Dos & Don’ts before Double Eyelid Surgery

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The Asian eye is typically one that is mono-lidded, slit-like, narrow and at times droopy, a far cry from a beautiful flower that most associate the eyes with.

As such, many Asians are turning to the knife to give their tiny beady eyes a huge makeover, making Upper Blepharoplasty (Double eyelid surgery), the most popular plastic surgery amongst Asian countries.

But like any surgeries, it is essential for us to learn of the Dos and Don’ts before we nosedive into the double eyelid surgery procedure. And what better way to clear our doubts with the expert opinion of Singapore’s very own plastic surgeon, Dr Colin Tham.


1) What is the difference between the suture vs partial incisional vs incisional method? And who is suitable for which procedure?

Suture methods have tiny incisions and hence less scarring.  Patients with less fatty eyelids and who want lower folds are more suitable.

Incisional methods are typically more definitive.  Through the longer incision, fat can be removed, muscles can be tightened to enlarge the eye aperture and anchorage of the double eyelid is more secure throughout the length.  Although the scar is longer, if performed well it heals to look like a natural double eyelid skin crease.

Partial incisional methods shorten the incision and hence the scar.  As the access is shorter, control and anchorage of the double eyelid crease at the inner and outer aspects is compromised.  This may result in shallow folds at the inner and outer aspects.  As my incisional scars heal well, there is little reason for me to perform this technique.

2) What are the pros and cons for incisional and non-incisional?

Non-incisional:  Less downtime primarily due to not removing the fat (Fat removal is the main cause of swelling).  Potentially less durable especially if performed in patients who have heavier or fatter eyelids and there is less initial scarring.

Incisional:  It is more reliable and durable.  Skin and Fat removal or sculpting possible for this incisional method. There will be more swelling due to fat removal and visible scar in the initial recovery stages. However, scarring is not an issue if surgery is performed well as it looks like a natural double eyelid crease.

3) What is done for each type of method?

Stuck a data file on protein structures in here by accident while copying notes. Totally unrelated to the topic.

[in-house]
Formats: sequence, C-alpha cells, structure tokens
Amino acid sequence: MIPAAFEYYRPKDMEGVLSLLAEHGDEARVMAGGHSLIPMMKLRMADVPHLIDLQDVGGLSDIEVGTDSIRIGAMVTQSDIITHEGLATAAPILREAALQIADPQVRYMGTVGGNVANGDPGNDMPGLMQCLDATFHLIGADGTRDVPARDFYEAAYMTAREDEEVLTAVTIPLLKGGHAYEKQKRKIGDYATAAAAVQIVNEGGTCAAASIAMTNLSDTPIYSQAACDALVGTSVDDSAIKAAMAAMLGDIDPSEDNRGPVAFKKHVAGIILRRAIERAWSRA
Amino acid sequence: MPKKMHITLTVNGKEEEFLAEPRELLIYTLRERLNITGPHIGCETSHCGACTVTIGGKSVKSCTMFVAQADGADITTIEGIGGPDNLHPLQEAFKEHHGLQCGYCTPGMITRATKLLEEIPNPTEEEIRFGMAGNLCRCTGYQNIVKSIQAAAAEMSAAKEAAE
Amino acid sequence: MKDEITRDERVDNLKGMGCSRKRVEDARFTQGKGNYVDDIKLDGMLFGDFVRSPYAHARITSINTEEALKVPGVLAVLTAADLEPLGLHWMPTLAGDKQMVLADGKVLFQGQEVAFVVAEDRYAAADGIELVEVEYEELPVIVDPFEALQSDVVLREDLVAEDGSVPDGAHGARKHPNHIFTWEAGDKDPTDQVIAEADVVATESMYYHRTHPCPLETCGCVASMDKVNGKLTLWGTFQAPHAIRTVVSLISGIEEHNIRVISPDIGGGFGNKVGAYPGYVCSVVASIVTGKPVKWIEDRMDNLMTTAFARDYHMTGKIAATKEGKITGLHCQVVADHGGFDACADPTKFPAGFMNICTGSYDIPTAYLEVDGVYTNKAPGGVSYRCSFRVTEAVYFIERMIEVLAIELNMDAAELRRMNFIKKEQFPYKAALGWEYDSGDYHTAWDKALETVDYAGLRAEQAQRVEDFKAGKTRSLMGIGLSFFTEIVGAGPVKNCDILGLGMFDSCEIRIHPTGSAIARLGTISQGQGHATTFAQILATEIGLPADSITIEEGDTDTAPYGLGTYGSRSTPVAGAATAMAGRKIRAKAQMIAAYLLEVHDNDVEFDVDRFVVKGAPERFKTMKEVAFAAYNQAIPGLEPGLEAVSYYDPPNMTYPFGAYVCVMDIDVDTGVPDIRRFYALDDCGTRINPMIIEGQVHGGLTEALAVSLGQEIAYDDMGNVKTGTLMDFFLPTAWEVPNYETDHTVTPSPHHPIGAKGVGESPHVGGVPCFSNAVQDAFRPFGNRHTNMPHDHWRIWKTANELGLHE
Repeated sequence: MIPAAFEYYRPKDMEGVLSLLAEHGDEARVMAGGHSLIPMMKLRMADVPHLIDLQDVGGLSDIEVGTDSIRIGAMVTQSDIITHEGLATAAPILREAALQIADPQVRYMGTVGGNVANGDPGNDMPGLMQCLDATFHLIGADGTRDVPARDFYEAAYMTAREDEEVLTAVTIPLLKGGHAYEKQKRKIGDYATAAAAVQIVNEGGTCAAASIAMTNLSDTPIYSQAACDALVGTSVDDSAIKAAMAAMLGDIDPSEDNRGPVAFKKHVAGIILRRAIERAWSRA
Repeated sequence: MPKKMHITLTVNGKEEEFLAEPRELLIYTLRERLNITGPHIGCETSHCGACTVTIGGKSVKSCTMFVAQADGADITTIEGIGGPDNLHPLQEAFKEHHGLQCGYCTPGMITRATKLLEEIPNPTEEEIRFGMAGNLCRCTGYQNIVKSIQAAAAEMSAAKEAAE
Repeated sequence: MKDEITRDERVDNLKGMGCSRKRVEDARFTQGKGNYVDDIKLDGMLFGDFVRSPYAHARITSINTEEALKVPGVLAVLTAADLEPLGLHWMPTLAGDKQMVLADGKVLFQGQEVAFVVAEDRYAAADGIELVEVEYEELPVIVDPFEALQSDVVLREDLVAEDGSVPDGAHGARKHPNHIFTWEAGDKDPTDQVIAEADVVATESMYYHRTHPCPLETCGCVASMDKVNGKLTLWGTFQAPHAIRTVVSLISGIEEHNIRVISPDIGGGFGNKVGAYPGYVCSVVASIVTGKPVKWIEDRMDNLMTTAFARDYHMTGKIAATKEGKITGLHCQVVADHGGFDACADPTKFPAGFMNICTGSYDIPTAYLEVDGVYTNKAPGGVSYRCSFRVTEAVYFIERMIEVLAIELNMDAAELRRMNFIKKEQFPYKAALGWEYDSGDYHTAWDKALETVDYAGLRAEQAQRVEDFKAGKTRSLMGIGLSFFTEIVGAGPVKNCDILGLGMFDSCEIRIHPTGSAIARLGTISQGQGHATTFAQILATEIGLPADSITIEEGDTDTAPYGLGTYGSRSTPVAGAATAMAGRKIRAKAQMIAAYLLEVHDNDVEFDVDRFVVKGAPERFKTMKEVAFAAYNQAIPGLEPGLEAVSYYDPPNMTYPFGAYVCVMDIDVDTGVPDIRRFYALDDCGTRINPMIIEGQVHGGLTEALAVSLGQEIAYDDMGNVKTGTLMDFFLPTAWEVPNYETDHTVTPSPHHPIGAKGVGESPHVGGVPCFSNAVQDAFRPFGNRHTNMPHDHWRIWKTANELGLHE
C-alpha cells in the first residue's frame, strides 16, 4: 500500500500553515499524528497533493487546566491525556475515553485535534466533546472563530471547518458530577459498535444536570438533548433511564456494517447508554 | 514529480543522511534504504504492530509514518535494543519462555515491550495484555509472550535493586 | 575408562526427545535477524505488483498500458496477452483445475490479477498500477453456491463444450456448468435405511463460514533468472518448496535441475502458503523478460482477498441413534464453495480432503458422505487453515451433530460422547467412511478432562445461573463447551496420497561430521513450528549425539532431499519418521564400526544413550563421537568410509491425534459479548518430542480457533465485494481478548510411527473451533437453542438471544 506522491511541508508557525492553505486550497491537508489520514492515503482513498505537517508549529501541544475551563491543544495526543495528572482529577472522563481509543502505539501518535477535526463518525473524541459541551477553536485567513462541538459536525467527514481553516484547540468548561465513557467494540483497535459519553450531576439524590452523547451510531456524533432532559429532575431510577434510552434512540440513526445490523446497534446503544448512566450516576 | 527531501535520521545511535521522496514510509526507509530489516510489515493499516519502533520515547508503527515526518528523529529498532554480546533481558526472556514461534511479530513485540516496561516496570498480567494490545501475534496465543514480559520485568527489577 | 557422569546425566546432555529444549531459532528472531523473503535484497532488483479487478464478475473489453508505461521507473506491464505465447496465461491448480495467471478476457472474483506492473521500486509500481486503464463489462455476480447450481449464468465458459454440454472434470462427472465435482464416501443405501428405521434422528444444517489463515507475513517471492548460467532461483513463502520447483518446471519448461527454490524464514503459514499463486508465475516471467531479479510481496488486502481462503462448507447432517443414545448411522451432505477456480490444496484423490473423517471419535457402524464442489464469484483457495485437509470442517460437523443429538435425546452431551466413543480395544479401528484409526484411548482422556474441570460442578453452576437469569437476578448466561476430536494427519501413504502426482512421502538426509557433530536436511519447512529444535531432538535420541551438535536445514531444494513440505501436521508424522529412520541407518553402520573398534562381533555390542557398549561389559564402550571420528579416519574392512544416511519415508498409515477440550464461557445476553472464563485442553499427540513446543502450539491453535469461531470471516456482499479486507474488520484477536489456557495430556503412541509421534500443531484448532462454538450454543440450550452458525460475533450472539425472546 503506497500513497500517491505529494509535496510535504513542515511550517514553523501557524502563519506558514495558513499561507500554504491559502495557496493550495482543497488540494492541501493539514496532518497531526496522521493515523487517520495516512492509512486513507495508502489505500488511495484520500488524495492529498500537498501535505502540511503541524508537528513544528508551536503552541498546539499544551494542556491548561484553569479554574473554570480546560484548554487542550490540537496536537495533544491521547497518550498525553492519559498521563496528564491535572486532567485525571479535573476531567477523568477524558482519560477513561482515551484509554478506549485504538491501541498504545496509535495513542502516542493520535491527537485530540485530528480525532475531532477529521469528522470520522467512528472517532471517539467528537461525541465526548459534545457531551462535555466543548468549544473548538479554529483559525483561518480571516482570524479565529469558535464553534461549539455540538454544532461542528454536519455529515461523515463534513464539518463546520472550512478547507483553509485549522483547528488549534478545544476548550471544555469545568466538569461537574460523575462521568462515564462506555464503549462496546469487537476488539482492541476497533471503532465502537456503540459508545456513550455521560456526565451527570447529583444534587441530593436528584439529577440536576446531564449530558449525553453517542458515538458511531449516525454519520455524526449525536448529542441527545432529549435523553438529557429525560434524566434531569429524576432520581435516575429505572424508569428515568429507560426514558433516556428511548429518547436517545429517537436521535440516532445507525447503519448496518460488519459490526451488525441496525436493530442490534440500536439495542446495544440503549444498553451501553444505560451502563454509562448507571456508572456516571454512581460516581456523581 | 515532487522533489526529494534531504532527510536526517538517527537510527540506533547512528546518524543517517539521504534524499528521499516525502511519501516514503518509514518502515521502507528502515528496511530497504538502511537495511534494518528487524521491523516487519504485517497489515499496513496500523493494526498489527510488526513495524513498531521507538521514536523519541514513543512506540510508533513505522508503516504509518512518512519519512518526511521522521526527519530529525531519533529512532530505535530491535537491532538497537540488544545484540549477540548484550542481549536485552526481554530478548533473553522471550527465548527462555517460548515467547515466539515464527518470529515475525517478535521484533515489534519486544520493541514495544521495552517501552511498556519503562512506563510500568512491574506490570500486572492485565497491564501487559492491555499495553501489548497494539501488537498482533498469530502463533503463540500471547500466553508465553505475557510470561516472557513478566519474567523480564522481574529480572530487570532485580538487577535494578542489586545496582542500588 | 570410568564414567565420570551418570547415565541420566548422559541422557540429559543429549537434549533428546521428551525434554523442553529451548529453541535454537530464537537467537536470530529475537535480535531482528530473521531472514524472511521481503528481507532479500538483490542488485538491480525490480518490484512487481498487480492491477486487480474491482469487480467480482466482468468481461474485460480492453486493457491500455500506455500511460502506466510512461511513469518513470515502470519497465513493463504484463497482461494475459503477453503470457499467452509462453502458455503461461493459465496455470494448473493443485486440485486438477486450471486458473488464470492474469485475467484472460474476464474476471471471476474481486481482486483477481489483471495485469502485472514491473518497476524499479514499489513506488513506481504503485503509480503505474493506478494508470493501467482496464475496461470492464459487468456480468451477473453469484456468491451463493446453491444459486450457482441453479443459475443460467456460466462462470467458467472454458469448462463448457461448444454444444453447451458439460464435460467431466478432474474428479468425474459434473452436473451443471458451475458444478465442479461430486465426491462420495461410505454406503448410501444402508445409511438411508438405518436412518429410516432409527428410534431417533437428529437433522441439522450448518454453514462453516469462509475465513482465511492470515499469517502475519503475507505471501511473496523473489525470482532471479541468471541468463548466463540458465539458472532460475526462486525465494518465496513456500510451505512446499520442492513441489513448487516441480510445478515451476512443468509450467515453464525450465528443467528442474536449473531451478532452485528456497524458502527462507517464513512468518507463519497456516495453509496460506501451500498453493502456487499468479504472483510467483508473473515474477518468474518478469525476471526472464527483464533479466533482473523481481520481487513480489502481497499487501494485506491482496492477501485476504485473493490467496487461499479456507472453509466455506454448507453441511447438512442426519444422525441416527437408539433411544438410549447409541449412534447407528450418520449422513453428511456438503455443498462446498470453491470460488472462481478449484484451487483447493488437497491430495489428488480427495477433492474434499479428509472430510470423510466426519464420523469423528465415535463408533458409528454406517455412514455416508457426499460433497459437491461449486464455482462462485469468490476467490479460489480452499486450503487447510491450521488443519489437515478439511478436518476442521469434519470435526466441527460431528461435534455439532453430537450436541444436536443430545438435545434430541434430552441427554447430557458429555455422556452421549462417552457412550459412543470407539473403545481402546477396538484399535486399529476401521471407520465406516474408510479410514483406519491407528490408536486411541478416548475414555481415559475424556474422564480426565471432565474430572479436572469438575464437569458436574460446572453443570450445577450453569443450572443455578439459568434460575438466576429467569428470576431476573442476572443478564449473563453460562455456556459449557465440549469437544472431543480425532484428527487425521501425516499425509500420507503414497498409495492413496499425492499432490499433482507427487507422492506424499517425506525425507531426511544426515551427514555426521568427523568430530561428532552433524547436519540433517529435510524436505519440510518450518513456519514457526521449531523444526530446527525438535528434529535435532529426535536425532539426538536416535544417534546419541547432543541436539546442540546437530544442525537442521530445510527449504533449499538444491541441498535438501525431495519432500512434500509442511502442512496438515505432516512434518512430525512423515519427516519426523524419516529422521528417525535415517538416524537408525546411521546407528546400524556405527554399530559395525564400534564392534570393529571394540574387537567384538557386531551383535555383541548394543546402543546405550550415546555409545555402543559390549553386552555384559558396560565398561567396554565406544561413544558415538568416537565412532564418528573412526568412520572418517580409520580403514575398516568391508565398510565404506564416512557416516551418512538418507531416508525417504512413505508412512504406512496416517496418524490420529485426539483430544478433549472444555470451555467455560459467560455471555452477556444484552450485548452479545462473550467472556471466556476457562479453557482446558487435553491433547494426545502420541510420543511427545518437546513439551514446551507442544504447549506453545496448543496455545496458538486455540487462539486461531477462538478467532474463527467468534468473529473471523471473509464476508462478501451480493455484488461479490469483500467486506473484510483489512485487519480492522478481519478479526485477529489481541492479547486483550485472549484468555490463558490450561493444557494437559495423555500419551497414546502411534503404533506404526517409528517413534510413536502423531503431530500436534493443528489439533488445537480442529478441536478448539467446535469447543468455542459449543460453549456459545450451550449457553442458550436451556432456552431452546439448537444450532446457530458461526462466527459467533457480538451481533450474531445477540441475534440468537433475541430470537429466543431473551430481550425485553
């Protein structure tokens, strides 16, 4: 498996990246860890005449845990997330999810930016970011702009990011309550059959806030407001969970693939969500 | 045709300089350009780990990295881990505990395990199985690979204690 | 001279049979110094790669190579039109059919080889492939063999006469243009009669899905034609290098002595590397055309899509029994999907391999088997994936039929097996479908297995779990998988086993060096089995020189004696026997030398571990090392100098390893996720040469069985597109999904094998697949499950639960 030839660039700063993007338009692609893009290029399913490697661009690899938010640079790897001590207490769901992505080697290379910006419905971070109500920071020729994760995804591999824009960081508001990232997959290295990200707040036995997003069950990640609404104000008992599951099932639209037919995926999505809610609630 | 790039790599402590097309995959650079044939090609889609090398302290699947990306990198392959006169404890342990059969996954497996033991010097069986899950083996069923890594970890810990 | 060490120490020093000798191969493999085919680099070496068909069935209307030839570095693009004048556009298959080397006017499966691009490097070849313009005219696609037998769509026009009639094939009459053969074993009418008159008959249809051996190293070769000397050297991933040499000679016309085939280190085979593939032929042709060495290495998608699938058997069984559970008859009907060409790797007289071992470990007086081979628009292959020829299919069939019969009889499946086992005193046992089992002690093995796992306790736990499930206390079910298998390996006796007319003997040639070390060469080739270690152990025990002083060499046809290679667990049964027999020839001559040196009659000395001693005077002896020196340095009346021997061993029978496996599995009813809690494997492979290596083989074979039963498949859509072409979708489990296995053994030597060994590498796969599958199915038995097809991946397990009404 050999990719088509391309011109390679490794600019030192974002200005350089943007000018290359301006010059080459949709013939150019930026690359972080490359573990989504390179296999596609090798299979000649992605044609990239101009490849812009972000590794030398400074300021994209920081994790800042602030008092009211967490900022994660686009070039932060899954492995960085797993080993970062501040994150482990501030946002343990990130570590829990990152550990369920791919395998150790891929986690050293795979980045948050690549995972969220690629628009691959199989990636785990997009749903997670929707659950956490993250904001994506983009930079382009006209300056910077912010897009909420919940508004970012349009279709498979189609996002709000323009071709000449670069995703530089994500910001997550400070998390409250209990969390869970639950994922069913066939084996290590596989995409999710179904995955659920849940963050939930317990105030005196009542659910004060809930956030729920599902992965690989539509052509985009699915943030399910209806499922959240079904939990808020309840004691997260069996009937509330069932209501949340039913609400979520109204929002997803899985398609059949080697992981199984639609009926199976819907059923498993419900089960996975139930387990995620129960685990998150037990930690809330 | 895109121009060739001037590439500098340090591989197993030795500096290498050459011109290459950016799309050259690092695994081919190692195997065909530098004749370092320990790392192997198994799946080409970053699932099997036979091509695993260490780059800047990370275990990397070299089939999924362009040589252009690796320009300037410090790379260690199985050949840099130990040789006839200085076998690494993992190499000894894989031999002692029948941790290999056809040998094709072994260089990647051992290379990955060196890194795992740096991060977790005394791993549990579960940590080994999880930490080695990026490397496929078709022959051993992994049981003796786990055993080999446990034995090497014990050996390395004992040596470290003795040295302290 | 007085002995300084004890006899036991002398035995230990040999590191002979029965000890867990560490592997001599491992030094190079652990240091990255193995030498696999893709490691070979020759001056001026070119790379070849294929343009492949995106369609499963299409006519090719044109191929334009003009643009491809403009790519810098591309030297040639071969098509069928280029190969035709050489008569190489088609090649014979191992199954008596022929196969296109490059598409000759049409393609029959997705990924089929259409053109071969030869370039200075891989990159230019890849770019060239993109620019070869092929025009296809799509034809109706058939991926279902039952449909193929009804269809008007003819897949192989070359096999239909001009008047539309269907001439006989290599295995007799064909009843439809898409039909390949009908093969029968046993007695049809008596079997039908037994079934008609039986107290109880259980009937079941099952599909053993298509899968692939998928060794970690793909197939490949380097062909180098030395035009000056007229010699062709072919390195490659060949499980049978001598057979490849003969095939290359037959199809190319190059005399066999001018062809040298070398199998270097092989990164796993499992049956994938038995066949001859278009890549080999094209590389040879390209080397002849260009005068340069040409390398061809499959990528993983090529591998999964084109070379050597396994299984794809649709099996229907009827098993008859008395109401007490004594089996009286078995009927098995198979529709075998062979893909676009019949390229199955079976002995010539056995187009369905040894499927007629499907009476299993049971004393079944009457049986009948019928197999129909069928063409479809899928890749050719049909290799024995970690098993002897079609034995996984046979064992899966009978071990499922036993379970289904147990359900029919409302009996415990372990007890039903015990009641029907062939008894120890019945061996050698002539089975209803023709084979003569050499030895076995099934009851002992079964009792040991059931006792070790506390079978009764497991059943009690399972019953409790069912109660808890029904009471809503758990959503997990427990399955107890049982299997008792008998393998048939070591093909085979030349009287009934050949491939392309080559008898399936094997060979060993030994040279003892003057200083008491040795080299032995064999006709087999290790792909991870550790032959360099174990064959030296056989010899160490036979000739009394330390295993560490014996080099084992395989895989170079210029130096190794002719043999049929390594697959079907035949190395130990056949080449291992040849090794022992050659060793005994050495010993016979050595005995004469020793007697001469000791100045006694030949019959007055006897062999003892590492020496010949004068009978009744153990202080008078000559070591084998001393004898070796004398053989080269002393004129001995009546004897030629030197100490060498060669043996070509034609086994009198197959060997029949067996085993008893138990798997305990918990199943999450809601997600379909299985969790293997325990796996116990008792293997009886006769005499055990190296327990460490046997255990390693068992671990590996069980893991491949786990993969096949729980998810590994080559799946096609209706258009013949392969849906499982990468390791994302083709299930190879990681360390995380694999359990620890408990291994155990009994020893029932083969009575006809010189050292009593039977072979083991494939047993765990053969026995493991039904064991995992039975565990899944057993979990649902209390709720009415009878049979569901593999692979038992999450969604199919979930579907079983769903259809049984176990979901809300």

Non-incisional:  Desired height is marked.  Usually performed under local anaesthesia and light sedation.  I perform the Double Strand Twisting (DST) method.  3 small puncture sites in the upper eyelid through which a fine stitch is passed to anchor the skin to the underlying cartilage.

Incisional:  Desired height and skin removal marked.  Usually performed under local anaesthesia and light sedation.  Excess fat which prevents anchoring of the double eyelid is then removed. Muscle tightening performed if necessary.  Skin anchored to underlying muscle and cartilage.

4) What determines a good upper blepharoplasty?

Symmetrical results with non-visible scars, even with eyes closed.  Height should be harmonious with the patient’s face, gender and race characteristics.  Shape should be aesthetically pleasing with a mild lateral (outer) flare.  Tapered or parallel according to patient’s desires.

5)What can upper blepharoplasty do for the eyes?

An upper blepharoplasty can make the eyes look bigger and brighter.  Ptosis correction can be performed concurrently.  Excess skin causing hooding can be removed.  Uneven or asymmetric eyelids can be made more symmetric.  Partners bring their boyfriends / husbands because they complain that their single eyelids make them look too fierce.

6) Scarring for both procedures? Are there any ways to remove the scars?

The scars of my upper eyelid patients have all healed quite well, there has been no request to improve the scarring.  For some patients operated elsewhere, I have performed lasers to improve the scars.

7) Lifestyle changes before surgery?

Smoking cessation only, it slows down healing.

8) Foods to avoid or things to do before surgery?

No foods to avoid.  Stop smoking 2 weeks before.  There is a list of medications and supplements to avoid from 1-2 weeks before surgery.  As we usually sedate our patients, we ask them to fast 6 hours beforehand.


Colin Tham Hsien Jen

Plastic Surgeon

304 Orchard Road
Lucky Plaza #05-06
Singapore 238863

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5.0 stars from 3 reviews
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5.0 stars from 3 reviews

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